The real problem with corn-based ethanol

Genetically modified maize meant for biofuel production will get into human food supplies.

By Andrew Leonard

Published February 13, 2007 8:07PM (EST)

If you want to make corn-based ethanol, one of the first things you need to do is grind up the corn, mix the resulting flour with water and a couple of specialized enzymes, and cook it.

The first enzyme, alpha amylase, helps break down the large corn starch molecules into short sections. The second enzyme, gluco amylase, breaks the shorter sections into glucose sugar molecules. Once you've got the sugar, you can then add yeast, ferment and, voilà, alchohol!

As the craze for corn-based ethanol surges in the United States, commercially providing ever-improved versions of these enzymes has become a thriving business. But to ethanol producers, obtaining the enzymes represents a production cost that they'd rather do without.

One solution is to have corn arrive at the ethanol plant with the enzyme already preloaded. In August, Syngenta, the huge agribusiness biotech firm headquartered in Switzerland, applied for regulatory approval in New Zealand for permission to start growing transgenic corn purposefully optimized for the production of ethanol. Referred to as "Line 3272 corn," it is a strain of maize genetically modified to include an alpha amylase gene known as amy797E. Amy797E is hot stuff -- it is "thermostable" to the point that it can survive in boiling water, which makes it especially ideal for cooking corn-flour.

Line 3272, theoretically, would bring down costs for ethanol producers by simplifying their production processes. No need to add this enzyme -- it comes pre-mixed!

But here's the first problem: Corn is fabulously promiscuous. If you plant a field of transgenic corn destined solely for ethanol production, that corn will interbreed with other fields of corn. Barring further advances in gene containment technology that have yet to be perfected, energy crop corn will get into the food supply. This is not alarmist anti-GMO propaganda. It is fact. Everyone involved with the production and regulation of transgenic corn is well aware of this.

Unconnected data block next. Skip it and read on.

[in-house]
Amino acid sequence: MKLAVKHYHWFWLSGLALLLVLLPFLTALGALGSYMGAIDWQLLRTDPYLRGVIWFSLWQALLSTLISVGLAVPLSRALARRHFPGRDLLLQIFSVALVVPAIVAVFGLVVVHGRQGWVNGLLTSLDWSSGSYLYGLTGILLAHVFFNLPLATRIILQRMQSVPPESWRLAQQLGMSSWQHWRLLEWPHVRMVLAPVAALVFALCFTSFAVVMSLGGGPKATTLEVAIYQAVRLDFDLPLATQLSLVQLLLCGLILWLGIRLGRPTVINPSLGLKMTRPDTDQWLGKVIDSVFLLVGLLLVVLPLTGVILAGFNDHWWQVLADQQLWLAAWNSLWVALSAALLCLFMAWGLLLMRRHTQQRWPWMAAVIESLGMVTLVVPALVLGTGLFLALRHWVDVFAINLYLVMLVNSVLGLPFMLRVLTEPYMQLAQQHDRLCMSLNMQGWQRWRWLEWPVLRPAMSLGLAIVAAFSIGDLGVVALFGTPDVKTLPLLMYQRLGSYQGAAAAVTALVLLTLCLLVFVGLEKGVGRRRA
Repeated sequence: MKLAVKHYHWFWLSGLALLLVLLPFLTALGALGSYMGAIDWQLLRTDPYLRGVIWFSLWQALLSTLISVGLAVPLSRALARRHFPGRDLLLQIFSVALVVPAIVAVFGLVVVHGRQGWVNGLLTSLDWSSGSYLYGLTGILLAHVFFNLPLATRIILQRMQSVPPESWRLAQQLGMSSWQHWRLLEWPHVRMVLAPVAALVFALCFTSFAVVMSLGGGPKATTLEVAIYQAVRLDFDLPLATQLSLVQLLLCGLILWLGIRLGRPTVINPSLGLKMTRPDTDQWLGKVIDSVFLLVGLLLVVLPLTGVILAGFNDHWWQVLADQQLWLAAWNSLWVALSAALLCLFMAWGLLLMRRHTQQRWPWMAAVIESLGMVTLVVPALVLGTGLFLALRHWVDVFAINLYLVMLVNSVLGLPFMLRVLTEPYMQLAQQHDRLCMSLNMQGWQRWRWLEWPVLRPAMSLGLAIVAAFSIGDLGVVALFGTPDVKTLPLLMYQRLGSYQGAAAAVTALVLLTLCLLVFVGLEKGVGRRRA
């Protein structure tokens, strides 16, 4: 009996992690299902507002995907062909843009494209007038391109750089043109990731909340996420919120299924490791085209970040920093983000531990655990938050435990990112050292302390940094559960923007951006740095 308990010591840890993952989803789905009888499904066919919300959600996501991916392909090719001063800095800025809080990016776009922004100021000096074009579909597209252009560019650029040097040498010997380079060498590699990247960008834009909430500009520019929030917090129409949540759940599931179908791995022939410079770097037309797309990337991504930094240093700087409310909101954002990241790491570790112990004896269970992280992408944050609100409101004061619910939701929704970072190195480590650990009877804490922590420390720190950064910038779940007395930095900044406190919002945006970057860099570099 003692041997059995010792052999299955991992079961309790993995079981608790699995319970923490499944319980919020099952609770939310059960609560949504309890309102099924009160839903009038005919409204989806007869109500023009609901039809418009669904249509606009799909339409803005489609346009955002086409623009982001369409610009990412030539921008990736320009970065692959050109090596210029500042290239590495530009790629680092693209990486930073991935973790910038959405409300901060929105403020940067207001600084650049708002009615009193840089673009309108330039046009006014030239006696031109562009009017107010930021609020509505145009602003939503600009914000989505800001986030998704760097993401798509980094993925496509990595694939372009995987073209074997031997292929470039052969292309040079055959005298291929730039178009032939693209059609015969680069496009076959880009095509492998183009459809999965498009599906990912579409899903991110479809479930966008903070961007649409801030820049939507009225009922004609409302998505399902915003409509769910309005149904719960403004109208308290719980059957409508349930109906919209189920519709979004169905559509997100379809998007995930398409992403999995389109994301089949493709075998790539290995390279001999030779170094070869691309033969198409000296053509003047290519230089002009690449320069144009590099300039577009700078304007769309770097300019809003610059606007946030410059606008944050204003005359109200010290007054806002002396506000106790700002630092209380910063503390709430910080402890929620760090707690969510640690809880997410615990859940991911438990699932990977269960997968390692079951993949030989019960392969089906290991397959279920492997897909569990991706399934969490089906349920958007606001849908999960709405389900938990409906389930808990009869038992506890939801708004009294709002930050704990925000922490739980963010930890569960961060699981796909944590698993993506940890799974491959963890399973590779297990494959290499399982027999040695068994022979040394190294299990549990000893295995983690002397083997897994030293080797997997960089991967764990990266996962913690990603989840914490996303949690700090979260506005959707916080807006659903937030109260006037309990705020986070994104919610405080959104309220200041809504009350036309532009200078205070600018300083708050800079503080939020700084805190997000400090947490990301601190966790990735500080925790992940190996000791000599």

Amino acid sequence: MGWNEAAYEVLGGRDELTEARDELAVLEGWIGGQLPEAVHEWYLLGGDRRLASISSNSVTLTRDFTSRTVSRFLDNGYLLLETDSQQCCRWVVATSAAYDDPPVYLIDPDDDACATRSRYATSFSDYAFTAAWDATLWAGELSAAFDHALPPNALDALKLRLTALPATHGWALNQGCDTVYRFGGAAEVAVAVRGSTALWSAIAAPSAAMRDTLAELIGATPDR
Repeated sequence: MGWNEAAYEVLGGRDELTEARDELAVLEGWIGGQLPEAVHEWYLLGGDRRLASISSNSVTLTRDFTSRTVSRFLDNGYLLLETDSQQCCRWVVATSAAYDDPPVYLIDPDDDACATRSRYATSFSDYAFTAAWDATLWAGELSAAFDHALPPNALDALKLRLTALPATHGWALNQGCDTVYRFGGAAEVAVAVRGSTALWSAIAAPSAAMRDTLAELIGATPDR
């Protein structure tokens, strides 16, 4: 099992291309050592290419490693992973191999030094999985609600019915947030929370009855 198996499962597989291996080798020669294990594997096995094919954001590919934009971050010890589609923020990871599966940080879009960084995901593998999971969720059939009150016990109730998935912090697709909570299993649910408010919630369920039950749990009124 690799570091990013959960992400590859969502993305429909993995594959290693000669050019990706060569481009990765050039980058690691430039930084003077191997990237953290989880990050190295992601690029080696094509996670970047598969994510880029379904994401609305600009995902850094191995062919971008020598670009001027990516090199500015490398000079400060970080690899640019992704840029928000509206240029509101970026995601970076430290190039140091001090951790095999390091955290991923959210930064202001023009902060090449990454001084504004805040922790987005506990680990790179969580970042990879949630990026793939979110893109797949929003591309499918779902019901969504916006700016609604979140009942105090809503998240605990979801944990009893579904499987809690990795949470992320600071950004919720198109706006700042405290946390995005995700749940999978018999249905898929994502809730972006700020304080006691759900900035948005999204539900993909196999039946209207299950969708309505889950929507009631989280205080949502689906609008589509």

Which is why any new transgenic corn, no matter what its ultimate purpose, must pass the same safety and health safeguards that any new crop designed specifically for human consumption must go through.

But here's the second problem: According to the Centre for Integrated Research in Biosafety (CIRB) at the University of Canterbury in New Zealand, a key part of the regulatory safety process is in danger of being undermined. (Thanks to Denise Caruso for passing on the alert.)

CIRB's warning focuses on a New Zealand case in which Monsanto is applying for regulatory approval to sell transgenic corn optimized to contain high amounts of lysine. The corn is meant to be used exclusively for animal feed (apparently, lots of lysine makes it easier for animals to digest) but, again, since it is corn, and likes to get down and dirty with all other corn, it has to be assumed that transgenic high lysine corn will get into the food supply.

CIRB is concerned that there are health risks to high lysine corn that are not being adequately addressed by the regulatory authorities. But they are particularly alarmed at Monsanto's attempt to evade an established step in the regulatory review.

The baseline for assessing the safety of a GM food has always been to compare its genomic changes and composition with its closest non-GM relative, usually the parental variety from which the GM crop was made. This non-GM "comparator" is the standard baseline because it has a long history of safe use as a food for people.

An audacious bid is now being made to abandon this baseline by having a GM crop assessed for safety by comparing it to another GM variety that has no history of safe use. Regulators that ignore the normal requirement risk exposing themselves to litigation by developers of future GM crops should they try to re-assert the proper standard again later.

More detail about the Centre for Integrated Research in Biosafety's critique can be found here. But regardless of what position you take on whether humans should be eating super-lysine impregnated corn chips, or even whether the other strain of corn that Monsanto wants to use as a "comparator" can be deemed safe or not, the principle at issue here is the critical point. As the alert from CIRB notes, Syngenta is applying for approval of a strain of corn designated for ethanol production. A flood of similar innovations is no doubt set to follow. Crops of all kinds are going to have genes of all varieties inserted into them to optimize them for energy production. Intuitively, one suspects that corn and sugar cane and cassava that are industrially designed to produce fuel won't necessarily be the most nutritious substances for human ingestion.

Isn't it an absolute no-brainer that the regulatory process needs to be as pain-in-the-ass cautious and stringent as possible in such matters?

After all, even with the best of intentions, mistakes can and will happen. On Dec. 21, Syngenta paid a fine of $1.5 million to the EPA, settling a case in which it had accidentally planted unapproved transgenic corn. Apparently, the company confused one strain, that was approved, with another, that wasn't.


Andrew Leonard

Andrew Leonard is a staff writer at Salon. On Twitter, @koxinga21.

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